, Volume 96, Issue 2, pp 205-220

First online:

Open Access This content is freely available online to anyone, anywhere at any time.

Perrault Aux Prises Avec la Fontaine: Imitation, Compétition et Correction Dans Les Fables de Faërne (1699)

  • Sander BeckerAffiliated withInstitute for Cultural Disciplines, French Language and Culture, Leiden University Email author 


Known especially for his fairy tales, Charles Perrault is also the author of the Fables de Faërne (1699). In this French translation of the Neo-Latin volume Fabulae Centum (1564), written by the Italian humanist Gabriel Faerno, Perrault had to position himself against his renowned predecessor Jean de La Fontaine, who had been dominating fable literature for decades. Perrault could either imitate his famous example, or evade it, due to anxiety of influence. To illustrate this inner struggle, we systematically compare both authors’ fables, concentrating our analysis on versification (metre and rhyme), vocabulary and apostrophe. In our comparison, we constantly verify whether any of the resemblances could be attributable to other French, versified fable books read by both Perrault and La Fontaine. Occasionally, this seems to be the case for the anonymous collection L’Esbatement moral des animaux (1578).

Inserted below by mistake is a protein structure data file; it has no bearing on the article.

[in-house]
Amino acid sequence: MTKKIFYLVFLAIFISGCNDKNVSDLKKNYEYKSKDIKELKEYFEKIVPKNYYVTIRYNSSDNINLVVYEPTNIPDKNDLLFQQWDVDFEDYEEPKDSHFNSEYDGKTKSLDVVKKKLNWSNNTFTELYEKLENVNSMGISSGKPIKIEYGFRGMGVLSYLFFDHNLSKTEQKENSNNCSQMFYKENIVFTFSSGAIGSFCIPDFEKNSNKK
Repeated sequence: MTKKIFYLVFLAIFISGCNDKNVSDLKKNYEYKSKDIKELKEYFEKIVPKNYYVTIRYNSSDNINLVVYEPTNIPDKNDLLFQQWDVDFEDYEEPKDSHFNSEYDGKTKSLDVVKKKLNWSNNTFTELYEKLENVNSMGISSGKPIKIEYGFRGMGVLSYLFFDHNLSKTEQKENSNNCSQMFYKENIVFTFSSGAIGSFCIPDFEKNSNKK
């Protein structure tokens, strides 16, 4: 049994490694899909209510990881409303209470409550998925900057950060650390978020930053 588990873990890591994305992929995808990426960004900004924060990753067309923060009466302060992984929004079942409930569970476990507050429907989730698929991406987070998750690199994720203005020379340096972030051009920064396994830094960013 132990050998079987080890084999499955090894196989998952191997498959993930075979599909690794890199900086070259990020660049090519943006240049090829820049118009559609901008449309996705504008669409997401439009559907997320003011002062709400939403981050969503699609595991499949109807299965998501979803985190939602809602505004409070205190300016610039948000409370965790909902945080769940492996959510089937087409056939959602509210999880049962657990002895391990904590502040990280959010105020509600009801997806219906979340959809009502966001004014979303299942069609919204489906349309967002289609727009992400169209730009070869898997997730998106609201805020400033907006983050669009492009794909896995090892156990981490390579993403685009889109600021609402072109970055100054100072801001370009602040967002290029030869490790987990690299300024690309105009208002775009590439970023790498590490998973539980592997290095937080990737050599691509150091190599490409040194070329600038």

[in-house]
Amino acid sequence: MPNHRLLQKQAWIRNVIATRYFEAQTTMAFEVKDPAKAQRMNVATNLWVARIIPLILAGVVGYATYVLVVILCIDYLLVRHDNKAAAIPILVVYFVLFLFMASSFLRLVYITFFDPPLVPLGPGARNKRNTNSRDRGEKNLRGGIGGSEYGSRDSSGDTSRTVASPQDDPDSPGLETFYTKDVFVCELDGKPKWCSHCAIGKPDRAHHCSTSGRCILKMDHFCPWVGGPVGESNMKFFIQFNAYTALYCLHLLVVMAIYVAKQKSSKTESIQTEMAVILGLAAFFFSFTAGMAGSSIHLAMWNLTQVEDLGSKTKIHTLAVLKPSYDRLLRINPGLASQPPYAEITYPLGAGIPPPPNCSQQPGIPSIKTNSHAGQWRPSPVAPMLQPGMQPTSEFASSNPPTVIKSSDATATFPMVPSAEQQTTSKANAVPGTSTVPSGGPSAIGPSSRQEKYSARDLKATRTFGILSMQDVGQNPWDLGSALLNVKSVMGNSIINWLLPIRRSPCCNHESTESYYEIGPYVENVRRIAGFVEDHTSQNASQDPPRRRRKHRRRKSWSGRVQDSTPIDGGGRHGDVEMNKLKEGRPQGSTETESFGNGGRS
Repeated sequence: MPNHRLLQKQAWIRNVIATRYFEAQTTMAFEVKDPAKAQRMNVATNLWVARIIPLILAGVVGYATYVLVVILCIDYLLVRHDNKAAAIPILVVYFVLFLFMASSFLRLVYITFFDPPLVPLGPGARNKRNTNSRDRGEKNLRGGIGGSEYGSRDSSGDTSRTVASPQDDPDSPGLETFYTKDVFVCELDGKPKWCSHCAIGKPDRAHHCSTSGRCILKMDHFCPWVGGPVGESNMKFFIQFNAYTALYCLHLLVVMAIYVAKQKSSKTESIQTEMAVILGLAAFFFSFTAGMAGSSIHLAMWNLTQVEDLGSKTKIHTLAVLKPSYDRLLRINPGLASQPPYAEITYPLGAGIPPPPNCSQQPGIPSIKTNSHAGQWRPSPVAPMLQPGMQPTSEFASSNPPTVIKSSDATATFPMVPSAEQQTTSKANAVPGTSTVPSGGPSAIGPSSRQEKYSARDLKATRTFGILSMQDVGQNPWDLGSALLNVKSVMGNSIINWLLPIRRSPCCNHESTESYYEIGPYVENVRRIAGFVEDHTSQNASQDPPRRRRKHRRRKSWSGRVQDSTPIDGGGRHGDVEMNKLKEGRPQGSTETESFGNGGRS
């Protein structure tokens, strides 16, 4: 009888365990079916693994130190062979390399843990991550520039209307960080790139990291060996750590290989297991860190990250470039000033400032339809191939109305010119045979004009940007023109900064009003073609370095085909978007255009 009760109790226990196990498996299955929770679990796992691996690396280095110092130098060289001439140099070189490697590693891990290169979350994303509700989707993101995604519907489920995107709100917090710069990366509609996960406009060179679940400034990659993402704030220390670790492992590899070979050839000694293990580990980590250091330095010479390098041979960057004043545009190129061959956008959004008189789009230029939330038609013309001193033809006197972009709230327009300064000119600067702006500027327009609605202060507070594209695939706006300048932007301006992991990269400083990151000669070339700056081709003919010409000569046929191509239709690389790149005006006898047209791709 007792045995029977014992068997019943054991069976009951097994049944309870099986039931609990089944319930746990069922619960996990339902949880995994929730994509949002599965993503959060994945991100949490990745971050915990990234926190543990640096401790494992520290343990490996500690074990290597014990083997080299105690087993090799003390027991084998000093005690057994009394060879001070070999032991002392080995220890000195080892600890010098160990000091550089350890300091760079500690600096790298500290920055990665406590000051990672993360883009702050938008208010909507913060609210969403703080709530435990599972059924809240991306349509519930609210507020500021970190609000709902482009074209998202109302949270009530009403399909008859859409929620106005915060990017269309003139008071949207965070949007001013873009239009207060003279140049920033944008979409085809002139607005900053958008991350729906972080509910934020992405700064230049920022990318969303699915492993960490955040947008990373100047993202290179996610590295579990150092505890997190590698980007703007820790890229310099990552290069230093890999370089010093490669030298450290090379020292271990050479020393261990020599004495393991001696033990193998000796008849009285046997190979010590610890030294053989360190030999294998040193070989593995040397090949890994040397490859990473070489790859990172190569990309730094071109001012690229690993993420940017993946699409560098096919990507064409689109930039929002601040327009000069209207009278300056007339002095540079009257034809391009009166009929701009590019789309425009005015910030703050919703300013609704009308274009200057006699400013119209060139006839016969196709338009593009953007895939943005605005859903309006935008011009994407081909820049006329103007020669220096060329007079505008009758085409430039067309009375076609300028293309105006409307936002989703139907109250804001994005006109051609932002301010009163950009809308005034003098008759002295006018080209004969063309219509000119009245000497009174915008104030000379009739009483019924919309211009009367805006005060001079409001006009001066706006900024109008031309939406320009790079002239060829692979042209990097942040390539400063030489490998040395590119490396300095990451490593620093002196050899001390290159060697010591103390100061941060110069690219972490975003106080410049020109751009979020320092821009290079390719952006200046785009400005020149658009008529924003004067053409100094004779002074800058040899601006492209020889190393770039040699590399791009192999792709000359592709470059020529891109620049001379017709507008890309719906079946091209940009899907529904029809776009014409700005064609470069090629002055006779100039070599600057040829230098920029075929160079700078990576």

Perrault La Fontaine Faërne Fables Anxiety of influence